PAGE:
PhD scholar and researcher Ankit Dwivedi loves to write and tell stories. He is translating stories into Bundeli or Bundelkhandi. He is a native of Lalitpur, a city that lies at the heart of Bundelkhand. He speaks a dialect of Bundelkhandi and uses the Devanagri script to write it. Ankit’s research work during his Masters programme has been a qualitative study of a local language newspaper run by women which has influenced him to explore local language learning possibilities for children. Though there are millions, according to Ankit, who speak Bundelkhandi, there is a dearth of interesting and engaging reading material for children in the region. Ankit wants to change all of that by translating and creating a digital library of books in Bundelkhandi. In an email interview he tells us the challenges of translating in his mother tongue and how stories can make for the best company in the world.
Why did you decide to translate storybooks to Bundelkhandi as part of Freedom to Read ?
It is always a pleasure to read in the language we have grow up speaking. I realised that there weren't too many many stories or picture books in Bundelkhandi. So, this is my effort and a little step towards building a digital library in Bundelkhandi that is free and accessible to all.
Describe your process of translations and how long does it take usually?
I translate those stories that I enjoy myself as a reader. I spend some time capturing the essence of the story in the original language and wondering how it may be preserved in the language I am translating to. Then, comes the play with words. Reading it out loud helps. As for time, I would say, sometimes it takes two to three hours to translate a story. And sometimes, edits may take days.
What kind of a person do you think makes the best kind of translator for children’s stories?
I believe children use their senses in a much more mindful way than adults. They don’t just want to walk through a garden, they want to taste it, smell it and they want to know how everybody who is living and breathing there feels. For adults, to see the world from the child's perspective can be an effort and practice. Those who are willing to make that effort can be great at writing, illustrating or translating children’s stories.
What is the hardest thing about translating from English into Bundelkhandi? How do you navigate words or phrases that are tricky to translate?
It is definitely tricky. In Bundelkhandi, just like many other dialects, who is speaking and how one speaks shapes what is being said. Just to give an example, the "Kaay" sound in Bundelkhandi is used to call people out like ‘Hey there’, make exclamatory remarks like ‘What! Really?’ or in an interrogative speech to ask ‘Why?’. So, while writing, one has to consider what possible meanings the reader might be making out of these. I offer translations to people who speak the language and see how they are reading it. Repeating this process many times over gets us a better draft.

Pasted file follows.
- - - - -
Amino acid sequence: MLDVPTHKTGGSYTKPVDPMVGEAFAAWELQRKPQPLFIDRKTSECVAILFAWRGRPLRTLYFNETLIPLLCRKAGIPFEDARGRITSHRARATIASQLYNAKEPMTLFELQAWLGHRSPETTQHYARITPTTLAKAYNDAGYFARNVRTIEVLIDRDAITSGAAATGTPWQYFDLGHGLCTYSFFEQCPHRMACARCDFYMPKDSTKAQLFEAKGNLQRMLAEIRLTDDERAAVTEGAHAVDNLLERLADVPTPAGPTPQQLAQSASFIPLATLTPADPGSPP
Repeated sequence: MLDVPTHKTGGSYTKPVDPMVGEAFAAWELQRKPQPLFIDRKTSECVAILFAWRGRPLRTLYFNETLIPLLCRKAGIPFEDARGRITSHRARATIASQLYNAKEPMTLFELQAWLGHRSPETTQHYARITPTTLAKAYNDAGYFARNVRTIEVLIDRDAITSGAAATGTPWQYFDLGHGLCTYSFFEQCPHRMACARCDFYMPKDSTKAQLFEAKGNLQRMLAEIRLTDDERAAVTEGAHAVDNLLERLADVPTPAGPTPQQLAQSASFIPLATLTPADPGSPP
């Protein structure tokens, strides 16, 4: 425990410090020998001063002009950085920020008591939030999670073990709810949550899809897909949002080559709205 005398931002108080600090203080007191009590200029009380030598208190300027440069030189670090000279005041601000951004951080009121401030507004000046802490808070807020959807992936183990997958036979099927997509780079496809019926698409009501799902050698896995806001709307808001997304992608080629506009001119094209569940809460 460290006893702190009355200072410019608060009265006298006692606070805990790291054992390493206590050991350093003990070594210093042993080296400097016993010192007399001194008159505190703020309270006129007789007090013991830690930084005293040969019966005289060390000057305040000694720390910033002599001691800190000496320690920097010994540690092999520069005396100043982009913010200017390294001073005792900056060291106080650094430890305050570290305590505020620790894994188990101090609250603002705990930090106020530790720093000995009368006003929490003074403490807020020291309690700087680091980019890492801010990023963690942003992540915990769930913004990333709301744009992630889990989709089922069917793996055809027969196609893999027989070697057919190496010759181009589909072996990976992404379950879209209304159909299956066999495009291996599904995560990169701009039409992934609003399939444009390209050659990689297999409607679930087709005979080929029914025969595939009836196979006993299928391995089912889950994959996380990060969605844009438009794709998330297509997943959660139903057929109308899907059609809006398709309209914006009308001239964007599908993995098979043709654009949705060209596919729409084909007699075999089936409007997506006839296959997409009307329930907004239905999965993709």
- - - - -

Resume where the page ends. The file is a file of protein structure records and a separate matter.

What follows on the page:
Can you tell us anything about yourself and your job that would surprise us?
I work with stories as a researcher and a storyteller. They make for a great company and people of all ages need the warmth and love they bring. I have seen adults heartily enjoying the simple linear ‘we know what’s going to come’ stories and I have seen children engaging deeply as we peel the layers of complex grey characters. I hope as adults, we take children more seriously. And ourselves, maybe a little lesser.
You can read Bundelkhandi stories translated by Ankit here.Be the first to comment.
Written by Priyanka Sivaramakrishnan
StoryWeaver’s Freedom to Read 2019 is our flagship annual campaign to mark the International Mother Language Day on February 21st. We have been collaborating with some fantastic translators, educators and literacy organisations across the world to bring to you digital hyperlocal libraries across underserved languages.
When we opened up the event in November 2018, we had a rush of applications, partners who were more than eager to collaborate with us on this exciting project. We received an overwhelming 200+ applications from 36 organisations and 196 individuals, representing translation partners and individual language champions from not just across India, but also international literacy organisations and individual language champions. Our final selection boiled down to 11 organisations and 8 individuals to help build hyperlocal digital libraries across 30 languages.
With the help of these partners, we targeted 14 underserved languages such as Korku, Marwari, Basa Jawa (Javanese), Bundelkhandi, Pawari, Santaki, Kora, Pashto, Farsi, Chinyanja, Ewe and more.